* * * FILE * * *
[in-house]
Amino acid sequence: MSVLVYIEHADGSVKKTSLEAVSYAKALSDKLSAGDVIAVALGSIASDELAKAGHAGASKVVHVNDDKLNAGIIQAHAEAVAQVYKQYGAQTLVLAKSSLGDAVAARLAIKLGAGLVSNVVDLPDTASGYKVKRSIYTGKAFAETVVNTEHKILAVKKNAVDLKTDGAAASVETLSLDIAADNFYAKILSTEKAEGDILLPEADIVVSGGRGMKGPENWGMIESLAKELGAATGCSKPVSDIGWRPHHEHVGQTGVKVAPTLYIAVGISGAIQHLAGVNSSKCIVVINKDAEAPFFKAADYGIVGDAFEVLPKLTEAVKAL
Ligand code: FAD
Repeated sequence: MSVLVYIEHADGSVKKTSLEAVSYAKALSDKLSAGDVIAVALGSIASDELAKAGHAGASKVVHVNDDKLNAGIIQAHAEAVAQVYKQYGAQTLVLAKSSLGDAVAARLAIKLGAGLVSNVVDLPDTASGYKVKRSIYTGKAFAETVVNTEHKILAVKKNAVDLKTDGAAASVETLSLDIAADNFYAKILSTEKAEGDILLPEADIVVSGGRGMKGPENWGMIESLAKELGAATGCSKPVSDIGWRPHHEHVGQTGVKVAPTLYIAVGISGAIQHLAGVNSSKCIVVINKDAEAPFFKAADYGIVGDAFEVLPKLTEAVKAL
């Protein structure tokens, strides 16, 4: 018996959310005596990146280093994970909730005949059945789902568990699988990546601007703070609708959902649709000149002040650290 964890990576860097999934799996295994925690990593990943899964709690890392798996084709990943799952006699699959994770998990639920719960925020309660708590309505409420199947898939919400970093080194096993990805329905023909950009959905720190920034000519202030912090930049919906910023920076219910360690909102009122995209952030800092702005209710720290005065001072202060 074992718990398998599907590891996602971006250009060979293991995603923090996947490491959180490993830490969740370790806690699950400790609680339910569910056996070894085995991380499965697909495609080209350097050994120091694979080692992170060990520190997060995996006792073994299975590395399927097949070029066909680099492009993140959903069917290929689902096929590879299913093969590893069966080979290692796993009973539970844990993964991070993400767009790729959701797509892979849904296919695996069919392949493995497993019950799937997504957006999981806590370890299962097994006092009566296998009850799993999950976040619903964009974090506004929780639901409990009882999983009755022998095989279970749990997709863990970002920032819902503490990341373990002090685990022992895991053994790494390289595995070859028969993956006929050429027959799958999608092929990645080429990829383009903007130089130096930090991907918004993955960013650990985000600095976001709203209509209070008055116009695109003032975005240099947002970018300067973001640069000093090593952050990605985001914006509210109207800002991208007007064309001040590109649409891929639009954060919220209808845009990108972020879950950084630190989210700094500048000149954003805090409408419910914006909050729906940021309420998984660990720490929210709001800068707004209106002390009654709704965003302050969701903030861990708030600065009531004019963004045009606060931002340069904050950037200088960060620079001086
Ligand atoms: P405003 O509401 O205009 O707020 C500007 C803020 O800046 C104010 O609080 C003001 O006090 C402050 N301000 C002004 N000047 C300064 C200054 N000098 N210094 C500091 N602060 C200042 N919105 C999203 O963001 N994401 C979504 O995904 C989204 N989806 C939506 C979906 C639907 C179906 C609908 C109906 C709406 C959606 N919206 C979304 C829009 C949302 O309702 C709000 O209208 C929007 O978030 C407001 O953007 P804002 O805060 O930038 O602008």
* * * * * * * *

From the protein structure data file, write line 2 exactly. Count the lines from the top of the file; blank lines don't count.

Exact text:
Amino acid sequence: MSVLVYIEHADGSVKKTSLEAVSYAKALSDKLSAGDVIAVALGSIASDELAKAGHAGASKVVHVNDDKLNAGIIQAHAEAVAQVYKQYGAQTLVLAKSSLGDAVAARLAIKLGAGLVSNVVDLPDTASGYKVKRSIYTGKAFAETVVNTEHKILAVKKNAVDLKTDGAAASVETLSLDIAADNFYAKILSTEKAEGDILLPEADIVVSGGRGMKGPENWGMIESLAKELGAATGCSKPVSDIGWRPHHEHVGQTGVKVAPTLYIAVGISGAIQHLAGVNSSKCIVVINKDAEAPFFKAADYGIVGDAFEVLPKLTEAVKAL